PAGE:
Read more: Experts: America Doesn’t Need All These Nukes

But there’s an important qualifier in Lewis’s description of nuclear-averse American policymakers. And that’s the word “sane.”

“The risk is that he will be quicker to order their use in a confrontation with Russia, China, North Korea or Iran and that the conflict will escalate to all-out nuclear war,” Blair said.

Former President Barack Obama’s nuclear review, from 2010, stated that the United States would only use nukes “in extreme circumstances.” Obama also championed a wide range of new and improved atomic warheads, plus missiles, bombers, and submarines to carry them.

“We haven’t used nuclear weapons since 1945 because there are enormous political downsides to doing so,” Lewis added. “As a practical matter, I don’t think there will ever be a scenario in which using nuclear weapons will be an appealing option for a sane US policymaker.”

With today’s nuclear weapons, there are pretty much no options for US leaders to wage a “small” atomic war. You either end the world or you don’t. In concept, that all-or-nothing proposition makes nuclear conflict less likely.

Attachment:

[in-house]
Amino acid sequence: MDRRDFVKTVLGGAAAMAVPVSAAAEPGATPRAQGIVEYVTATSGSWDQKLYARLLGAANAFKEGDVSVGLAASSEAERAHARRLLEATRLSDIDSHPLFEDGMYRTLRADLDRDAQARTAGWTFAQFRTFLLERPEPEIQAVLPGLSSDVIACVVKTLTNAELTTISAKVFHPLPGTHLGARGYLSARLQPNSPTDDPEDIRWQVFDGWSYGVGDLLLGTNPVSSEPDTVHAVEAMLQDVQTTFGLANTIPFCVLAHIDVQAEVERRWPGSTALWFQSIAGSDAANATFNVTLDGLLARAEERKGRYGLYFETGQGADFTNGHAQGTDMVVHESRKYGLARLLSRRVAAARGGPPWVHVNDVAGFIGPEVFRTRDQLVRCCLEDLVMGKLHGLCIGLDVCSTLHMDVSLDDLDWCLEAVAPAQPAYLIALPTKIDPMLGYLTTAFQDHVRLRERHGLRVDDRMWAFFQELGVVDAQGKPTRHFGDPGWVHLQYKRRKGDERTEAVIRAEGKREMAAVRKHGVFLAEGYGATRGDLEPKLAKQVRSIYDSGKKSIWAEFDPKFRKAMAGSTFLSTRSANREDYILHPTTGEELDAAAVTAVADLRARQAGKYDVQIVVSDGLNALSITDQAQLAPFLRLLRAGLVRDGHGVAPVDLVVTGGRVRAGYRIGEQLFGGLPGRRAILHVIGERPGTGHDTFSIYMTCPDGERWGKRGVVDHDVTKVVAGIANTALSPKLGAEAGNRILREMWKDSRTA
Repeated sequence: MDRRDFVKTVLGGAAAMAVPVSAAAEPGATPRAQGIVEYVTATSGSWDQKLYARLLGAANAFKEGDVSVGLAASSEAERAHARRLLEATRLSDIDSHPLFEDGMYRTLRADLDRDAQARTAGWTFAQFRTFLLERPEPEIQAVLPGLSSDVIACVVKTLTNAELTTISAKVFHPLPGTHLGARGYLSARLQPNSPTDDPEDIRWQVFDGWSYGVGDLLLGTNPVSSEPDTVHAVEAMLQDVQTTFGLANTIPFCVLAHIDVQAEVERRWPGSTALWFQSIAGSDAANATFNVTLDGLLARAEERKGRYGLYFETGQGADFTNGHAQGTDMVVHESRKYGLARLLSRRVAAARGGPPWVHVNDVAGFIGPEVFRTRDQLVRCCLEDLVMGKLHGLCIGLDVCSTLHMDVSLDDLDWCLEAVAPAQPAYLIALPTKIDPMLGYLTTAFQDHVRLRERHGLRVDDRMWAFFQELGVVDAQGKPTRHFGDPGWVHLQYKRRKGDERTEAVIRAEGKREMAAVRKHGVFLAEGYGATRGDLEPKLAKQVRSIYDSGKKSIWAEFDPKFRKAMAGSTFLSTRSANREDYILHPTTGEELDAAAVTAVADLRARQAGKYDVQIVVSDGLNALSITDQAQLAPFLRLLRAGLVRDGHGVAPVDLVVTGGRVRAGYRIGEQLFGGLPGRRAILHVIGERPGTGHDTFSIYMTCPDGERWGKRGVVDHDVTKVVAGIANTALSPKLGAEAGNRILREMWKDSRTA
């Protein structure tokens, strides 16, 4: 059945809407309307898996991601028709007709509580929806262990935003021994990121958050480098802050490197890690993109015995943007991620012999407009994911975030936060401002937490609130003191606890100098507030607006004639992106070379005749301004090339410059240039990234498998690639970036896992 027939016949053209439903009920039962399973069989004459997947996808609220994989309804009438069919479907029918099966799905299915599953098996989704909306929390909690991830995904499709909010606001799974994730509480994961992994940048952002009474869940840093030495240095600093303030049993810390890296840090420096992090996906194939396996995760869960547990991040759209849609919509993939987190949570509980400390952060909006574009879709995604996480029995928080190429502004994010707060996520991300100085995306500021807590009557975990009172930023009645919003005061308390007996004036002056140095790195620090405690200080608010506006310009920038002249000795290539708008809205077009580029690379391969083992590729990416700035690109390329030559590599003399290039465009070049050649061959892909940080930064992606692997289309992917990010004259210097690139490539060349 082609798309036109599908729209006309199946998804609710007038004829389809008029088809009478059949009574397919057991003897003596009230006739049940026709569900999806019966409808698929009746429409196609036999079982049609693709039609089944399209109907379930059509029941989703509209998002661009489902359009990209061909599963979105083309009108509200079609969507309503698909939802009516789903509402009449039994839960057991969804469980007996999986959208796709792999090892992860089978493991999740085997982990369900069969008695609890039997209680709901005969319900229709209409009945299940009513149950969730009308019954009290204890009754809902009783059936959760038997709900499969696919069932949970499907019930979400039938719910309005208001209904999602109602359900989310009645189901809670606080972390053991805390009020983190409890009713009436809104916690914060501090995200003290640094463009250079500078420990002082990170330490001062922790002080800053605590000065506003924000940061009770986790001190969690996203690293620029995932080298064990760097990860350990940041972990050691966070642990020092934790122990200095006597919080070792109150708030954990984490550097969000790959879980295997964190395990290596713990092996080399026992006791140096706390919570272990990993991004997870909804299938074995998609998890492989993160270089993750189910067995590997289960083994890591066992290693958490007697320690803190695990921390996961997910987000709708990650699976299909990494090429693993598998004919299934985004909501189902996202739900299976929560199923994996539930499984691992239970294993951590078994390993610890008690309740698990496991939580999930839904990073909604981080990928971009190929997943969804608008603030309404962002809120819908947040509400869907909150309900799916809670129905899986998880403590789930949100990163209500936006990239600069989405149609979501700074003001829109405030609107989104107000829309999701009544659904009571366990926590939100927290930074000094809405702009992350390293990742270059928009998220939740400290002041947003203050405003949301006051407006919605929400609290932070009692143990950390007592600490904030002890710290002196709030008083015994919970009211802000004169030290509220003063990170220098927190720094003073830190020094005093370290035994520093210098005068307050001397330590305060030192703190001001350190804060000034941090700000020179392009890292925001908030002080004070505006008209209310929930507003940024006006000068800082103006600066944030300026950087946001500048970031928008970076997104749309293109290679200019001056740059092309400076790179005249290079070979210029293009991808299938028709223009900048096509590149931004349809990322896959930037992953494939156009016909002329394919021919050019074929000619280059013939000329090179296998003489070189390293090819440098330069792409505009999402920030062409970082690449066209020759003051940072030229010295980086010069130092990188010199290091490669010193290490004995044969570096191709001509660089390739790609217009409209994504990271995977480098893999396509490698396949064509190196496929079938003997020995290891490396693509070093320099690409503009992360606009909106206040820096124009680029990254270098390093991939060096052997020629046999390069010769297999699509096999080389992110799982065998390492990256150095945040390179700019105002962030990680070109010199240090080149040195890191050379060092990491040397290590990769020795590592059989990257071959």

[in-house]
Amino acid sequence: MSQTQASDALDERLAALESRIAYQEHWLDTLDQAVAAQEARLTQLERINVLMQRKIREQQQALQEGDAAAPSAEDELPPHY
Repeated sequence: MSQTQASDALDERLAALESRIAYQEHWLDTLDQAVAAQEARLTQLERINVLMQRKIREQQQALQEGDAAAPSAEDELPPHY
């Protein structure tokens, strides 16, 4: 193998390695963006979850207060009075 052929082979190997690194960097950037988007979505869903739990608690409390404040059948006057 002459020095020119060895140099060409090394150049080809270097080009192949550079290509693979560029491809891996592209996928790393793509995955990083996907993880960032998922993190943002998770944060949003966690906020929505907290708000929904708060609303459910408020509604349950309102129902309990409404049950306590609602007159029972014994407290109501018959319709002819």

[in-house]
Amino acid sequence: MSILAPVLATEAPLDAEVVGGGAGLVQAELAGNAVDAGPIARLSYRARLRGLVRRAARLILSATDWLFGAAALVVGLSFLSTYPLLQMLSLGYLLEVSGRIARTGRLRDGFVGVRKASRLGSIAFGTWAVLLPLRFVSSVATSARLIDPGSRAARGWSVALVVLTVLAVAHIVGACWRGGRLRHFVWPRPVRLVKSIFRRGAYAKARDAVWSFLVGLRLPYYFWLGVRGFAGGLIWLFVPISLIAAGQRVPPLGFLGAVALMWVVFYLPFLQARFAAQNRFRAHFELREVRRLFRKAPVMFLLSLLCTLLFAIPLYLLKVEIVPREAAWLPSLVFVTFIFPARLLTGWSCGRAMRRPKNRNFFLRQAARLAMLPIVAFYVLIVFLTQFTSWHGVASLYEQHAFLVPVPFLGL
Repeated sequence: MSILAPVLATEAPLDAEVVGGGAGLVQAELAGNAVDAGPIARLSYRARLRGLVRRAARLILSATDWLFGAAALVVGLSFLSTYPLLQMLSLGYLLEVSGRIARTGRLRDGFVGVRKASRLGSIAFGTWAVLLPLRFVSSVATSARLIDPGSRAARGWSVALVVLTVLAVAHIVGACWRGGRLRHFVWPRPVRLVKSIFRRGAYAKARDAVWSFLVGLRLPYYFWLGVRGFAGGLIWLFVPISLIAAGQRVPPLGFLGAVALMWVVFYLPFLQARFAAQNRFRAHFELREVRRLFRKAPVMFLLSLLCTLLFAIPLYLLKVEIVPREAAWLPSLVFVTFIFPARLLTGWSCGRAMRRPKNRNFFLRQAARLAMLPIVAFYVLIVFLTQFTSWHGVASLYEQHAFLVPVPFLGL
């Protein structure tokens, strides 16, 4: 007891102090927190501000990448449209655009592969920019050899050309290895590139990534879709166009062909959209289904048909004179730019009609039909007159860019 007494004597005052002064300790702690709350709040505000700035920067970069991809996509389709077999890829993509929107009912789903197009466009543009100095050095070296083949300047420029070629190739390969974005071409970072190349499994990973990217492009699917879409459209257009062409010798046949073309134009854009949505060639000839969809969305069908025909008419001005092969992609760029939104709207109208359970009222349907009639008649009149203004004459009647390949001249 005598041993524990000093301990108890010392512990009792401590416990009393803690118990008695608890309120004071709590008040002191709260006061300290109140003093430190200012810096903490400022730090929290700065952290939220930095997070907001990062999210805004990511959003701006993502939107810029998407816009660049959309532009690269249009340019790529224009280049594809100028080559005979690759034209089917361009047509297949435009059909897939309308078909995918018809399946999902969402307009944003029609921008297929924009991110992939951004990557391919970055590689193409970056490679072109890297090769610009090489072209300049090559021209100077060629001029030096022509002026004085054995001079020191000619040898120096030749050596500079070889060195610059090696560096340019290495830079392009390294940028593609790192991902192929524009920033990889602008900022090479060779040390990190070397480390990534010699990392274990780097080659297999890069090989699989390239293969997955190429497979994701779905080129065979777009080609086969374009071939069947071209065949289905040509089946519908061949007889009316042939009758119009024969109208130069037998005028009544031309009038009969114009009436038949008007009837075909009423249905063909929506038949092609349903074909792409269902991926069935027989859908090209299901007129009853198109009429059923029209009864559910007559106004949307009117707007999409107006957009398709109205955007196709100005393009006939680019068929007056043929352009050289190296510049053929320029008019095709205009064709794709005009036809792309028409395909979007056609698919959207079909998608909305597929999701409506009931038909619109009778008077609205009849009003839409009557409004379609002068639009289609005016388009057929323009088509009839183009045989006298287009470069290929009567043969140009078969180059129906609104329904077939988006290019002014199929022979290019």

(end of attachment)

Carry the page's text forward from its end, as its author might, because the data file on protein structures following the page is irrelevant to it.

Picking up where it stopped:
A nuke is a nuke is a nuke, in Lewis’s conception. There are no truly small ones. By extension, there are no limited nuclear wars, and American leaders will be as loath to actually use Trump’s smaller nukes as they were to use Obama’s bigger ones.

“The reason I say this is that reducing the yield doesn’t make it any easier to use a nuclear weapon. In that sense, it is no more credible than the existing nuclear weapons in our stockpile—some of which, like the W80 and B61, already have variable yields with very low settings.”

The efforts to build, and develop rules for using lower-yield nuclear weapons reflects “wishful thinking” by leaders and military planners, Lewis said. Advocates of small nukes “imagine that there is some technical solution to what is an impossible political problem.”

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